10. Galaxy

    Galaxy Elite Member Elite Member

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    Koran = Mixture of all religion. (As Islam is one of the newest religion). It took help from many religion from Abrahamic religion. [Many things are common between them]. rest from ancestral religion.

    In 6th century, Most of the civilization were rich and prospering like various Indian kingdom, Chinese, Persian, Greeks, Romans, East Asia, etc.

    90% people were following some religion, There was hardly any country left for another new religion, So Islam spread with the help of Invasion and based on concept of expansionism. Like Persian, Kurdistan, India, Turkey, Indonesia, Africa, etc.
     
    Last edited: Nov 25, 2011
  11. Yusuf

    Yusuf GUARDIAN Administrator

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    Galaxy, there are no different versions of The Quran, only different interpretation. Interpretation causes problems when an idiot tried to interpret it. That's when you have people like Mobammed Wahab and his ilk.
     
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  12. SADAKHUSH

    SADAKHUSH Senior Member Senior Member

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    It would be interesting to bring scholars of three religions Jews, Christians and Muslims together for a debate on this very topic. I wonder if any one has compared them verse by verse in the past. I would also like to add to this one more point, How much of that was taken from Rig vedas, Upnishads and teachings in Gita.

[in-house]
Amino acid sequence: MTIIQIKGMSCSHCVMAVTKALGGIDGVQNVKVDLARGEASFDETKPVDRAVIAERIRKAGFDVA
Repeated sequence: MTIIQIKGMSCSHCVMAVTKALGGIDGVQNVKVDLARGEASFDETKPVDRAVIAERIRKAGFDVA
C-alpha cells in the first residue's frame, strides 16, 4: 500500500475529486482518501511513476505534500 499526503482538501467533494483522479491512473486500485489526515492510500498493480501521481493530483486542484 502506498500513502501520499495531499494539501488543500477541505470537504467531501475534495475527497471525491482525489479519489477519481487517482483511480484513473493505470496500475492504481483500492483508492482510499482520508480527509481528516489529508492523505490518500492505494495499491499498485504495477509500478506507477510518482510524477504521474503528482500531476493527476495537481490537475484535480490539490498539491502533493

Last edited: Nov 25, 2011
  13. Galaxy

    Galaxy Elite Member Elite Member

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    Well I agree with you and that is true for all religion.

    But you will surely agree with me that Islam is not flexible religion. There are set of rules which everyone should follow.
     
    Last edited: Nov 26, 2011
  14. Ray

    Ray The Chairman Defence Professionals Moderator

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    The one who started Wahabism had good reasons as per him.

    In fact, he was against all forms of adulation, rites (which to him was return to paganism) and his basic aim was to focus love for the Prophet and Allah alone.

    In fact, if one can study Islam without any bias, it is a very interesting religion, notwithstanding the various interpretations.
     
    Last edited: Nov 25, 2011
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  15. LurkerBaba

    LurkerBaba Staff Administrator

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    OT

    It's not that simple, nomadic Arabs didn't stand a chance against the prevailing imperial powers of those times